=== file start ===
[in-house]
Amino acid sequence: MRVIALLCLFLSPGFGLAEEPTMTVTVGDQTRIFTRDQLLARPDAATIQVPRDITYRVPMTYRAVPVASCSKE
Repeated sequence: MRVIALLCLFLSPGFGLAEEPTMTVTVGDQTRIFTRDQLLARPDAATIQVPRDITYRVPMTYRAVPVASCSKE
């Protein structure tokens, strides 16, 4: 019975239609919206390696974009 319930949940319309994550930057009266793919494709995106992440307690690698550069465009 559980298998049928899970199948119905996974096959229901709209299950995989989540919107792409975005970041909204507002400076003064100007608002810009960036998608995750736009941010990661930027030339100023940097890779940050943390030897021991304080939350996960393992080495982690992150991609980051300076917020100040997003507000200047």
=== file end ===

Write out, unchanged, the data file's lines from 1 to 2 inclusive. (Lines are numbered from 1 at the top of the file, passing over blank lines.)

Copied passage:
[in-house]
Amino acid sequence: MRVIALLCLFLSPGFGLAEEPTMTVTVGDQTRIFTRDQLLARPDAATIQVPRDITYRVPMTYRAVPVASCSKE